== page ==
Many ship owners have taken the position that they are not prepared to carry out all the work required for transport of radioactive materials, such consignments being just a small fraction of their overall cargo. In addition, the organisation of the shipping industry has evolved into a complicated structure of ownership, rights and obligations. This is not at all supportive of the complex requirements of radioactive product transport.
For economic reasons — chartered ships would normally would be unrealistically expensive — it is necessary to use scheduled liner shipping. This in turn means that radioactive products must be allowed to be shipped with other cargo and to pass through transfer harbours in many countries. This situation can cause problems with, for instance, port authorities.
Regulation and Control of Transport
For the transport of radioactive materials, safety issues have always been the first priority both for the industry concerned and for society through its competent authorities. For the industry, these regulations and compliance with them form the central pillar in the implementation and operation of nuclear transport systems. As a result, the transport of radioactive materials is carried out under strict regulatory controls and in accordance with internationally agreed requirements. For nuclear transport, this has led to conservative approaches and robust systems where high safety standards, covering all modes of transport, are enforced.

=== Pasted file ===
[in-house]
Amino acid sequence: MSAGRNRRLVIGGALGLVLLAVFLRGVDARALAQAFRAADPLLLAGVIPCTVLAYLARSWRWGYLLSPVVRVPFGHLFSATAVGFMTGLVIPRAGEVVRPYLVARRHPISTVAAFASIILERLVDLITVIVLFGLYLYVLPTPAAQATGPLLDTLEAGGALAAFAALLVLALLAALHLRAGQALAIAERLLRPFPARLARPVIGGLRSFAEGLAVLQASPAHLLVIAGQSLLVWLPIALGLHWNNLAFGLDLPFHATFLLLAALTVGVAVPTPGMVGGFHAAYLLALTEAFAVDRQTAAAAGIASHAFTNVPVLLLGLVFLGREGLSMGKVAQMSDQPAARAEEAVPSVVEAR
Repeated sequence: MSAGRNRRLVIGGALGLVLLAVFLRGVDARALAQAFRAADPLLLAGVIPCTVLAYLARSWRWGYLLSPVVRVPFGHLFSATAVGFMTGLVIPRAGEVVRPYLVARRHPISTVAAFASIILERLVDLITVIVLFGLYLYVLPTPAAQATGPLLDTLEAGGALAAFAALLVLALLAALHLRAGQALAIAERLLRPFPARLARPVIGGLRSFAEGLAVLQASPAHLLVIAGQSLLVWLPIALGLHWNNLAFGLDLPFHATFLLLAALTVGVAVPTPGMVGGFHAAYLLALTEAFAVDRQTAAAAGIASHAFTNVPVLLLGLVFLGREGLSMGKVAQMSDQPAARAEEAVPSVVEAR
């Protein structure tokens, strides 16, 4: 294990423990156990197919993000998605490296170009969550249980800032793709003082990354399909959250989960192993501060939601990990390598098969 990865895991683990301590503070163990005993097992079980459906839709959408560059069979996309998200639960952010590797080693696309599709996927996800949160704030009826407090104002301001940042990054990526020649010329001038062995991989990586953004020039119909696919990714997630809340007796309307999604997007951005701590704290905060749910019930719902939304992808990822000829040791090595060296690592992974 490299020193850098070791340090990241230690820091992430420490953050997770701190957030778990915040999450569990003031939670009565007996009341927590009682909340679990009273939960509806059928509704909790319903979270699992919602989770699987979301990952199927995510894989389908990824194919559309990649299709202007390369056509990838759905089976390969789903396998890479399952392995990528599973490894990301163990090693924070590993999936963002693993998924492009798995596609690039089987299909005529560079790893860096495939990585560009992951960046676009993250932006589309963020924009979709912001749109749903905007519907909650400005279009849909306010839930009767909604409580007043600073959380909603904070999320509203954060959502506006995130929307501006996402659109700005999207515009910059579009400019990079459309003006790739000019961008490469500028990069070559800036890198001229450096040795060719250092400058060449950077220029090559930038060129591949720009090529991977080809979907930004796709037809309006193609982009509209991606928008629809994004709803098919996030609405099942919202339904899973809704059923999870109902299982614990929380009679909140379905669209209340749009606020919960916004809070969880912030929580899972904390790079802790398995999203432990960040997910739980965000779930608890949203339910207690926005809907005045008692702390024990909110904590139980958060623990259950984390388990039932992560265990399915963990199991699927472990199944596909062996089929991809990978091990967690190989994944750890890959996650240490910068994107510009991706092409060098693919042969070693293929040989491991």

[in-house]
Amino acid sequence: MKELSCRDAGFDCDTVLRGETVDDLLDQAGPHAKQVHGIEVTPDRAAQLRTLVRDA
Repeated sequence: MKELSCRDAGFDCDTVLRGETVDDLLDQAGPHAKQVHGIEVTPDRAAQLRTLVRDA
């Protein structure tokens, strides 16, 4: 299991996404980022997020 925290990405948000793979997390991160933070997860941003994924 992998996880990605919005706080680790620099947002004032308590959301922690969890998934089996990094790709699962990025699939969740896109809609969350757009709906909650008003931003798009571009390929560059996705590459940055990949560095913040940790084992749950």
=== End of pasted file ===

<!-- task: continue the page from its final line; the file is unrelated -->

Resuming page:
Because of their central position, new regulations that have to be interpreted and implemented by many international organisations and individual countries, place strong demands on harmonisation and require efficient collaboration between the various authorities and organisations. For the industry, regulatory harmonisation and time-efficient licensing procedures are extremely important to enable transport to be carried out efficiently.
The international nature of the nuclear power industry requires trans-boundary movements of radioactive materials on a regular basis. This means that a single transport operation may fall under the jurisdiction of numerous regional, national and international regulatory schemes. Besides safety and security, such related issues as insurance, liability and compensation are becoming even more complicated to handle for politicians, authorities and the industry.
As regulations and other requirements are becoming very complicated and strict, it is crucial to maintain and defend a well-balanced regulatory regime where the needs and concerns of both society and industry are considered.
Since 1961, the IAEA has issued advisory regulations and standards for the safe transport of radioactive materials. These regulations have been recognised throughout the world as the basis not only for national safety requirements but also for international and regional regulation by such organisations as the International Maritime Organisation (IMO), the International Civil Aviation Organisation (ICAO), and the European ADR/RID for transport at sea, land and in the air.